In modern society, stress and anxiety have become common factors in our everyday lives. And while there is such a thing as good stress, more often than not, stress tends to stem from negative anxiety. Unfortunately, prolonged negative stress can wreak havoc on the body, and while the body is equipped to naturally adapt and handle the effects of stress to an extent, certain habits can hurt, or help, the process.
Nutrition plays a vital role in the body’s ability to manage and alleviate stress. So while sugary drinks and preservative-pumped snacks might hinder that natural response, more nutritional picks like vegetables can help by doing the opposite. The next time you’re feeling overworked or anxious, reach for one of these foods to help your body counter stress symptoms, naturally.
1. Leafy Greens
Heather Mangieri, RDN, advises consuming foods high in folate, which stimulates mood-boosting chemicals in the brain.
“Green leafy vegetables, like spinach, contain folate, which produces dopamine, a pleasure-inducing brain chemical, helping you keep calm,” Mangieri told Health.
Mangieri also suggests noshing on complex carbohydrates to ease an anxious mind.
“Stress can cause your blood sugar to rise,” she explained, “so a complex carb like oatmeal won’t contribute to your already potential spike in blood glucose.”
The same article reports that, according to research at MIT, once the body ingests complex carbs, the brain naturally produces serotonin, the same chemical found in anti-depressants.
Natural health expert, Dr. Joseph Mercola suggests wild-caught salmon for reducing anxiety.
According to his website, a study in Brain Behavior and Immunity attributed the omega-3 fats found in fish to decreasing anxiety levels in a research group of medical students. The article also claims the nutrient is just as effective as anti-depressants.
As an alternative treatment to stress and anxiety, Mercola prescribes good ‘ol sunshine.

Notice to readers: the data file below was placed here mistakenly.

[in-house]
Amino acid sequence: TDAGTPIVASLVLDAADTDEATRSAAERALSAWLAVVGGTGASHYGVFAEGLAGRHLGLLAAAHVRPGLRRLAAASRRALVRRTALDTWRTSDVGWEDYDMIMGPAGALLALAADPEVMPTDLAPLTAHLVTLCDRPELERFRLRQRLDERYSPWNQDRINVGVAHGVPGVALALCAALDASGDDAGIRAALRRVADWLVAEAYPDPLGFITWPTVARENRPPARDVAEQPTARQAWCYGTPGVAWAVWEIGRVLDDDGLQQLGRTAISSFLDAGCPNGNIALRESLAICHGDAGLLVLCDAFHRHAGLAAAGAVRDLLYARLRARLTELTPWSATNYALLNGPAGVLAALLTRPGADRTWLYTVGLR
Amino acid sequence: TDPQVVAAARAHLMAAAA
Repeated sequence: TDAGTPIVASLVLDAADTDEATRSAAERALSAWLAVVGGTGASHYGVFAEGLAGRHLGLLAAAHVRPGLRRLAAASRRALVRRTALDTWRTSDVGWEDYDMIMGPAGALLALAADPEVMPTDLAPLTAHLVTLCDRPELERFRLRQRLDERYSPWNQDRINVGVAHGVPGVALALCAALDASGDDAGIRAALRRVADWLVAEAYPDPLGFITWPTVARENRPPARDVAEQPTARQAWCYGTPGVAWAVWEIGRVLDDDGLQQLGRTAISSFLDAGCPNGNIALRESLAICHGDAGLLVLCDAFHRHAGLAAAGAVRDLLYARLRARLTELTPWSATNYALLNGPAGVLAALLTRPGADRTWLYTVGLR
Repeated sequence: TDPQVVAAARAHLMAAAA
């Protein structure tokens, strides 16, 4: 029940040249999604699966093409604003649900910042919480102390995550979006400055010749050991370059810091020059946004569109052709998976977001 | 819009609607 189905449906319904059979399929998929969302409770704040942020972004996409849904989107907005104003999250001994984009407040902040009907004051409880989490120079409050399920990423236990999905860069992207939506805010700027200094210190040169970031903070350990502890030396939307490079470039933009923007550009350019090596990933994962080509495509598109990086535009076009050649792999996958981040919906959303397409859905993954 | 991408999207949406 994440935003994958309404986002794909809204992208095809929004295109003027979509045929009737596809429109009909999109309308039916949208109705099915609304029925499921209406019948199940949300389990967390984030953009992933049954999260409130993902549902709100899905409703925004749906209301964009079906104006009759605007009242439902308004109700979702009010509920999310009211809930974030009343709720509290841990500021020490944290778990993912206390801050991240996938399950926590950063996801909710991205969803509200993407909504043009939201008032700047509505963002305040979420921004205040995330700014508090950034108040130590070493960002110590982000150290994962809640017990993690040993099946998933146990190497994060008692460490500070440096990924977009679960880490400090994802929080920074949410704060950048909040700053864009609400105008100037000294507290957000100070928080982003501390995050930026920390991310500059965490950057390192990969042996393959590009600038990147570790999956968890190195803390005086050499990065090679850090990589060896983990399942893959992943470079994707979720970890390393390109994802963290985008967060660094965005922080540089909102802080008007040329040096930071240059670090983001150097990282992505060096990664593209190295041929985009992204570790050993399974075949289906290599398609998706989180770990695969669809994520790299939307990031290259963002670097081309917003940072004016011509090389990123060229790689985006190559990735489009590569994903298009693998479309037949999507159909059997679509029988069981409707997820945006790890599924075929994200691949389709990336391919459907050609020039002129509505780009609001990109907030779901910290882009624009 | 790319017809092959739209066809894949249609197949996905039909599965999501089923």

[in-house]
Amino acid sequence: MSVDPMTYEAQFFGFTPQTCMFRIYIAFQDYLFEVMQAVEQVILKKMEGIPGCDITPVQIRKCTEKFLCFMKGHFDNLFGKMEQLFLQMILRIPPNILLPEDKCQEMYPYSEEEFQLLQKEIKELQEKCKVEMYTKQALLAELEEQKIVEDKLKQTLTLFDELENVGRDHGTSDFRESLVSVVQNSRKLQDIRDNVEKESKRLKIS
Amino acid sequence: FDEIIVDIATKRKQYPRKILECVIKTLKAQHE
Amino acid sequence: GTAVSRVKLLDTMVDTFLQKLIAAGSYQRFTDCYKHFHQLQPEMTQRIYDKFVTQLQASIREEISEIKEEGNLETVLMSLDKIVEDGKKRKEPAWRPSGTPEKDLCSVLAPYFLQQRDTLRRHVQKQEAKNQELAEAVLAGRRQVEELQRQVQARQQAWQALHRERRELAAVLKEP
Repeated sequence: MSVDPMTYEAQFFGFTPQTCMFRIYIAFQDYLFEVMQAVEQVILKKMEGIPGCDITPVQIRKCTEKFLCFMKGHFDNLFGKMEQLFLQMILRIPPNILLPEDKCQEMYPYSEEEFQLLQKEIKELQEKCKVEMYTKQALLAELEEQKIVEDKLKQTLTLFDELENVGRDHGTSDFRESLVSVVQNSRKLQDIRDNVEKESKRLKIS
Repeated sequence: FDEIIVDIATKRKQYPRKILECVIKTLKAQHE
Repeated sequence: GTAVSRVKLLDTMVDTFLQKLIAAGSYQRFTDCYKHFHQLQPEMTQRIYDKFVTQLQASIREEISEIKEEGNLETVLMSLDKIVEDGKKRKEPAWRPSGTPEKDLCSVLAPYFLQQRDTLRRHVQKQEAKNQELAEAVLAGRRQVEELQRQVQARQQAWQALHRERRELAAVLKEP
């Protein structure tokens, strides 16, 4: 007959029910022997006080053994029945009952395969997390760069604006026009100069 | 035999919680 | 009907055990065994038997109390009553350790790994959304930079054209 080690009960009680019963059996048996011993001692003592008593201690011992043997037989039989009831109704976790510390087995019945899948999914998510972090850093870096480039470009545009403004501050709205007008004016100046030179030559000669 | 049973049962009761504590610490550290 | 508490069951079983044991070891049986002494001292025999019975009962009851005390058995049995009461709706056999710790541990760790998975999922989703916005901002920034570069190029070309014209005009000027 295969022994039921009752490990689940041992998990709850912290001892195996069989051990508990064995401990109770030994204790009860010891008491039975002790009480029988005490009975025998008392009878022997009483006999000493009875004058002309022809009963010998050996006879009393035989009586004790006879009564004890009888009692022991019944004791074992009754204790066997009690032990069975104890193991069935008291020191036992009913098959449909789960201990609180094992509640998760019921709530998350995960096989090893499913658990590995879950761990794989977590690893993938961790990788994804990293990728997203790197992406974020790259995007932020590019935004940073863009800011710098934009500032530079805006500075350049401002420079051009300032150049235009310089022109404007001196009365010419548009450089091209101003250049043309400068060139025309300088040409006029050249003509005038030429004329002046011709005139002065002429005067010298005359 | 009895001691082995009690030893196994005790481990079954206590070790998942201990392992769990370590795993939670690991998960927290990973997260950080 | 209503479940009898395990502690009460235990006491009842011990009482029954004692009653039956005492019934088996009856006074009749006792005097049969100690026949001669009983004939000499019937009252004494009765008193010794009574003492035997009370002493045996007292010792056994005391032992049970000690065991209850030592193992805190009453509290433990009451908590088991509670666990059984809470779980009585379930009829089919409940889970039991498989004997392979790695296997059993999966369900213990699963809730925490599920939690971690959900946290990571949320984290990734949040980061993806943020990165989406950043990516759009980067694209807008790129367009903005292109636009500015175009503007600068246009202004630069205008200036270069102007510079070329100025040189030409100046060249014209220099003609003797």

He says that low levels of vitamin D are associated with panic disorders, and there have been various studies to suggest that research participants with low levels of the vitamin were more likely to suffer from depression.
The optimum way to get some vitamin D? Soak up the sun, while being mindful of skin exposure. But when that’s not an option, you can always take advantage of vitamin D supplements to up your daily dose with or without soaking up some rays.
5. Dark Chocolate
Health‘s contributing nutrition editor, Cynthia Sass, RD, says eating chocolate can keep you calm.
“Research has shown that [chocolate] can reduce your stress hormones, including cortisol,” she said in an article. “Also, the antioxidants in cocoa trigger the walls of your blood vessels to relax, lowering blood pressure and improving circulation.”
Dr. Tasneem Bhatia, the Medical Director and Founder of the Atlanta Center for Holistic and Integrative Medicine, suggests magnesium supplements for combatting stress, more particularly for insomnia. Magnesium works to relax the body, she said in an article on Dr. Oz The Good Life.
Magnesium is also found in nuts and seeds, especially flax, pumpkin, and sunflower seeds, and can help fight fatigue and irritability.
7. Vitamin B6
Bhatia also pointed out that certain B-vitamins play a vital role in relieving stress symptoms, especially headaches.
She said our body’s reserve of B-vitamins (especially B6, or pyridoxine) tends to plummet when we’re stressed, resulting in headaches.